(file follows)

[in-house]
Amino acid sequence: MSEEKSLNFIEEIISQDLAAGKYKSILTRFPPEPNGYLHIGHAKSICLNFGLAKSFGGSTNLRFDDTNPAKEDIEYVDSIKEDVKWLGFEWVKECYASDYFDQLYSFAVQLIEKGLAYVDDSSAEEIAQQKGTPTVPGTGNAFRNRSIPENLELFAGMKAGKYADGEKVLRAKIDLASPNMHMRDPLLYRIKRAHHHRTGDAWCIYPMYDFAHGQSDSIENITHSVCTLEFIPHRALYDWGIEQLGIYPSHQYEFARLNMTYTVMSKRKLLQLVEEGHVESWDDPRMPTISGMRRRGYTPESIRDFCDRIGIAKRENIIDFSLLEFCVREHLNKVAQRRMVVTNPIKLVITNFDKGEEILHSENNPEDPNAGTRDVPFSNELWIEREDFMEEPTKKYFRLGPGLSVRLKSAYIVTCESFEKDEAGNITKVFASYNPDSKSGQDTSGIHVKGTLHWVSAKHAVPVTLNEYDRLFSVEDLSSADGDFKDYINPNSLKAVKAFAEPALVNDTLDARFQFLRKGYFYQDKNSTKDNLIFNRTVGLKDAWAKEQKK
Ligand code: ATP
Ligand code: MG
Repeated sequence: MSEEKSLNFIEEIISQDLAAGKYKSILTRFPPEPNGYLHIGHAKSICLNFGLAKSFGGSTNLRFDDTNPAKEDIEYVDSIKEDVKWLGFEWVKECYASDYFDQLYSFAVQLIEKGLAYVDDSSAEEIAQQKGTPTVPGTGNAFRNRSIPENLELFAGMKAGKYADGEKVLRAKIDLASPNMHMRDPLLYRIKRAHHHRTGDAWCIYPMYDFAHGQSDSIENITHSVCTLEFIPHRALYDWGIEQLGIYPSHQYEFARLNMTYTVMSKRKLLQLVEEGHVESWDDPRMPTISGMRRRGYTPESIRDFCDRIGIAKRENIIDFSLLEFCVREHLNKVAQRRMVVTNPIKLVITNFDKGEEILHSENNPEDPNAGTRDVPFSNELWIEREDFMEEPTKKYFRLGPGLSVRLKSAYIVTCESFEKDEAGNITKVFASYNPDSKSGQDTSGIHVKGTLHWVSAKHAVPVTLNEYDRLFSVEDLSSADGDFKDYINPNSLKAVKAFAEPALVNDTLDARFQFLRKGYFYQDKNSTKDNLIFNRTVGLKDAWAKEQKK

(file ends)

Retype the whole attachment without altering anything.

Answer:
[in-house]
Amino acid sequence: MSEEKSLNFIEEIISQDLAAGKYKSILTRFPPEPNGYLHIGHAKSICLNFGLAKSFGGSTNLRFDDTNPAKEDIEYVDSIKEDVKWLGFEWVKECYASDYFDQLYSFAVQLIEKGLAYVDDSSAEEIAQQKGTPTVPGTGNAFRNRSIPENLELFAGMKAGKYADGEKVLRAKIDLASPNMHMRDPLLYRIKRAHHHRTGDAWCIYPMYDFAHGQSDSIENITHSVCTLEFIPHRALYDWGIEQLGIYPSHQYEFARLNMTYTVMSKRKLLQLVEEGHVESWDDPRMPTISGMRRRGYTPESIRDFCDRIGIAKRENIIDFSLLEFCVREHLNKVAQRRMVVTNPIKLVITNFDKGEEILHSENNPEDPNAGTRDVPFSNELWIEREDFMEEPTKKYFRLGPGLSVRLKSAYIVTCESFEKDEAGNITKVFASYNPDSKSGQDTSGIHVKGTLHWVSAKHAVPVTLNEYDRLFSVEDLSSADGDFKDYINPNSLKAVKAFAEPALVNDTLDARFQFLRKGYFYQDKNSTKDNLIFNRTVGLKDAWAKEQKK
Ligand code: ATP
Ligand code: MG
Repeated sequence: MSEEKSLNFIEEIISQDLAAGKYKSILTRFPPEPNGYLHIGHAKSICLNFGLAKSFGGSTNLRFDDTNPAKEDIEYVDSIKEDVKWLGFEWVKECYASDYFDQLYSFAVQLIEKGLAYVDDSSAEEIAQQKGTPTVPGTGNAFRNRSIPENLELFAGMKAGKYADGEKVLRAKIDLASPNMHMRDPLLYRIKRAHHHRTGDAWCIYPMYDFAHGQSDSIENITHSVCTLEFIPHRALYDWGIEQLGIYPSHQYEFARLNMTYTVMSKRKLLQLVEEGHVESWDDPRMPTISGMRRRGYTPESIRDFCDRIGIAKRENIIDFSLLEFCVREHLNKVAQRRMVVTNPIKLVITNFDKGEEILHSENNPEDPNAGTRDVPFSNELWIEREDFMEEPTKKYFRLGPGLSVRLKSAYIVTCESFEKDEAGNITKVFASYNPDSKSGQDTSGIHVKGTLHWVSAKHAVPVTLNEYDRLFSVEDLSSADGDFKDYINPNSLKAVKAFAEPALVNDTLDARFQFLRKGYFYQDKNSTKDNLIFNRTVGLKDAWAKEQKK